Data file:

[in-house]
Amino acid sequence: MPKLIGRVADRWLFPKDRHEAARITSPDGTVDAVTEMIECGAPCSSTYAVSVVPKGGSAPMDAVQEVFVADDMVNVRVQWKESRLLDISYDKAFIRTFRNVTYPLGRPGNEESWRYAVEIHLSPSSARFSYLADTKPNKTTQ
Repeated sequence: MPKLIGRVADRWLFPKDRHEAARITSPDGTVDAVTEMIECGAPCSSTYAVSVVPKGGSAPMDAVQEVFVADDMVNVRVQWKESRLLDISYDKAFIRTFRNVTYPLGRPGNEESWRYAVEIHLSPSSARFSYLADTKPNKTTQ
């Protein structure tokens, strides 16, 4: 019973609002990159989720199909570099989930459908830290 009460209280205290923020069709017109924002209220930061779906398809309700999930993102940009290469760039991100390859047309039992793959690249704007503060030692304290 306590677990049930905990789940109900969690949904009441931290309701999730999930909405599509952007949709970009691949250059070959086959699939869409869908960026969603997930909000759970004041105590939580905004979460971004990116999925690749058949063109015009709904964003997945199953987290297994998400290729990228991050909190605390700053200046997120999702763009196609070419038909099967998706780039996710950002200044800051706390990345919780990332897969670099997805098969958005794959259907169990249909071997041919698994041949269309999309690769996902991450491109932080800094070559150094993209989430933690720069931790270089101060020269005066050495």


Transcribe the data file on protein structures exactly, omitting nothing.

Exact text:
[in-house]
Amino acid sequence: MPKLIGRVADRWLFPKDRHEAARITSPDGTVDAVTEMIECGAPCSSTYAVSVVPKGGSAPMDAVQEVFVADDMVNVRVQWKESRLLDISYDKAFIRTFRNVTYPLGRPGNEESWRYAVEIHLSPSSARFSYLADTKPNKTTQ
Repeated sequence: MPKLIGRVADRWLFPKDRHEAARITSPDGTVDAVTEMIECGAPCSSTYAVSVVPKGGSAPMDAVQEVFVADDMVNVRVQWKESRLLDISYDKAFIRTFRNVTYPLGRPGNEESWRYAVEIHLSPSSARFSYLADTKPNKTTQ
């Protein structure tokens, strides 16, 4: 019973609002990159989720199909570099989930459908830290 009460209280205290923020069709017109924002209220930061779906398809309700999930993102940009290469760039991100390859047309039992793959690249704007503060030692304290 306590677990049930905990789940109900969690949904009441931290309701999730999930909405599509952007949709970009691949250059070959086959699939869409869908960026969603997930909000759970004041105590939580905004979460971004990116999925690749058949063109015009709904964003997945199953987290297994998400290729990228991050909190605390700053200046997120999702763009196609070419038909099967998706780039996710950002200044800051706390990345919780990332897969670099997805098969958005794959259907169990249909071997041919698994041949269309999309690769996902991450491109932080800094070559150094993209989430933690720069931790270089101060020269005066050495």